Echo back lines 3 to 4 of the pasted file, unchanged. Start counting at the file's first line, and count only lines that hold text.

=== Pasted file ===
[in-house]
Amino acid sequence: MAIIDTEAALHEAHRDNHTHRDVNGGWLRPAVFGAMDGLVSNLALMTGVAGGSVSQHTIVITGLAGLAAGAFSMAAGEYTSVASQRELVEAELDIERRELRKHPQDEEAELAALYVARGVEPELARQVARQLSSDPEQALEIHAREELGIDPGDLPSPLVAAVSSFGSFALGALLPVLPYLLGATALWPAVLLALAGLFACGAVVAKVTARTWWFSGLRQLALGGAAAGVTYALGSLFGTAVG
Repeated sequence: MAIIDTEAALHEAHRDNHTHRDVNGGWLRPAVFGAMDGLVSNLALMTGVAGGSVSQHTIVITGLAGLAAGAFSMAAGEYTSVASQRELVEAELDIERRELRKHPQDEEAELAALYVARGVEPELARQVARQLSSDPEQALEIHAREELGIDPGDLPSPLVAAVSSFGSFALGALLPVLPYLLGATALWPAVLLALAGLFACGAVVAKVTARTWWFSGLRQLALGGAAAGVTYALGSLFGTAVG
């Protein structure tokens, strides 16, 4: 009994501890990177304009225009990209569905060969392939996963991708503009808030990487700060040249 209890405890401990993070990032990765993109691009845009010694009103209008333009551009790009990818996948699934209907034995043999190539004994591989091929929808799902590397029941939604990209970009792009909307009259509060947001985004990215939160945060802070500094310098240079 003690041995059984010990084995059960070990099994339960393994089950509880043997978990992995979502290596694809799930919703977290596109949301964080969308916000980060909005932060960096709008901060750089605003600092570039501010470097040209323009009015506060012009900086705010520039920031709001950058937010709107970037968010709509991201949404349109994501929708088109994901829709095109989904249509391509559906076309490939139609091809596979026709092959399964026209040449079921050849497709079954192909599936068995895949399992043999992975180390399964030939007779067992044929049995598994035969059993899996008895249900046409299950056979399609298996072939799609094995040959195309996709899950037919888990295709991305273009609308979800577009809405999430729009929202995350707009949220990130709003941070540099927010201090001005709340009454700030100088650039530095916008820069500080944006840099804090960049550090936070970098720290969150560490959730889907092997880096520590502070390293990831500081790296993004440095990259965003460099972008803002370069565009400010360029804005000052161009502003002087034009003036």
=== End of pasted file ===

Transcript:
Repeated sequence: MAIIDTEAALHEAHRDNHTHRDVNGGWLRPAVFGAMDGLVSNLALMTGVAGGSVSQHTIVITGLAGLAAGAFSMAAGEYTSVASQRELVEAELDIERRELRKHPQDEEAELAALYVARGVEPELARQVARQLSSDPEQALEIHAREELGIDPGDLPSPLVAAVSSFGSFALGALLPVLPYLLGATALWPAVLLALAGLFACGAVVAKVTARTWWFSGLRQLALGGAAAGVTYALGSLFGTAVG
């Protein structure tokens, strides 16, 4: 009994501890990177304009225009990209569905060969392939996963991708503009808030990487700060040249 209890405890401990993070990032990765993109691009845009010694009103209008333009551009790009990818996948699934209907034995043999190539004994591989091929929808799902590397029941939604990209970009792009909307009259509060947001985004990215939160945060802070500094310098240079 003690041995059984010990084995059960070990099994339960393994089950509880043997978990992995979502290596694809799930919703977290596109949301964080969308916000980060909005932060960096709008901060750089605003600092570039501010470097040209323009009015506060012009900086705010520039920031709001950058937010709107970037968010709509991201949404349109994501929708088109994901829709095109989904249509391509559906076309490939139609091809596979026709092959399964026209040449079921050849497709079954192909599936068995895949399992043999992975180390399964030939007779067992044929049995598994035969059993899996008895249900046409299950056979399609298996072939799609094995040959195309996709899950037919888990295709991305273009609308979800577009809405999430729009929202995350707009949220990130709003941070540099927010201090001005709340009454700030100088650039530095916008820069500080944006840099804090960049550090936070970098720290969150560490959730889907092997880096520590502070390293990831500081790296993004440095990259965003460099972008803002370069565009400010360029804005000052161009502003002087034009003036």